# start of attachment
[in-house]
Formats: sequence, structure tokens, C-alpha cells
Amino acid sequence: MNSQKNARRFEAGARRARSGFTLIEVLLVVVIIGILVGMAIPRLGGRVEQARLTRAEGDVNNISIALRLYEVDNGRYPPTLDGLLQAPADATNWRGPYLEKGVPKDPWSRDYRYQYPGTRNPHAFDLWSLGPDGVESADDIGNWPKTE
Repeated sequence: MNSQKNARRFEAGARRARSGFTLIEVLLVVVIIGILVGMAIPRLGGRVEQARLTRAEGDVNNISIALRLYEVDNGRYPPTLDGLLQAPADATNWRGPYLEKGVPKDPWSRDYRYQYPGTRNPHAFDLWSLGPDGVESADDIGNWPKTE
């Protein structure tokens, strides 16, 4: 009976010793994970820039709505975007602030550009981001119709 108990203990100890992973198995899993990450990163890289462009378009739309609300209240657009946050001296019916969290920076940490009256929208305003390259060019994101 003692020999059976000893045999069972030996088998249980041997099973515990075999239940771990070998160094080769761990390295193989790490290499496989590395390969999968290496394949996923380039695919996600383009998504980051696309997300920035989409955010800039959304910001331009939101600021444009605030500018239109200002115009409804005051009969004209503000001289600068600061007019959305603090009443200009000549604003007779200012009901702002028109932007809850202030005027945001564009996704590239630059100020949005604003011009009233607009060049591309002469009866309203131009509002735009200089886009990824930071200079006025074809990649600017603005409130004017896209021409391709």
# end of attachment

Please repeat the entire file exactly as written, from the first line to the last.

[in-house]
Formats: sequence, structure tokens, C-alpha cells
Amino acid sequence: MNSQKNARRFEAGARRARSGFTLIEVLLVVVIIGILVGMAIPRLGGRVEQARLTRAEGDVNNISIALRLYEVDNGRYPPTLDGLLQAPADATNWRGPYLEKGVPKDPWSRDYRYQYPGTRNPHAFDLWSLGPDGVESADDIGNWPKTE
Repeated sequence: MNSQKNARRFEAGARRARSGFTLIEVLLVVVIIGILVGMAIPRLGGRVEQARLTRAEGDVNNISIALRLYEVDNGRYPPTLDGLLQAPADATNWRGPYLEKGVPKDPWSRDYRYQYPGTRNPHAFDLWSLGPDGVESADDIGNWPKTE
């Protein structure tokens, strides 16, 4: 009976010793994970820039709505975007602030550009981001119709 108990203990100890992973198995899993990450990163890289462009378009739309609300209240657009946050001296019916969290920076940490009256929208305003390259060019994101 003692020999059976000893045999069972030996088998249980041997099973515990075999239940771990070998160094080769761990390295193989790490290499496989590395390969999968290496394949996923380039695919996600383009998504980051696309997300920035989409955010800039959304910001331009939101600021444009605030500018239109200002115009409804005051009969004209503000001289600068600061007019959305603090009443200009000549604003007779200012009901702002028109932007809850202030005027945001564009996704590239630059100020949005604003011009009233607009060049591309002469009866309203131009509002735009200089886009990824930071200079006025074809990649600017603005409130004017896209021409391709």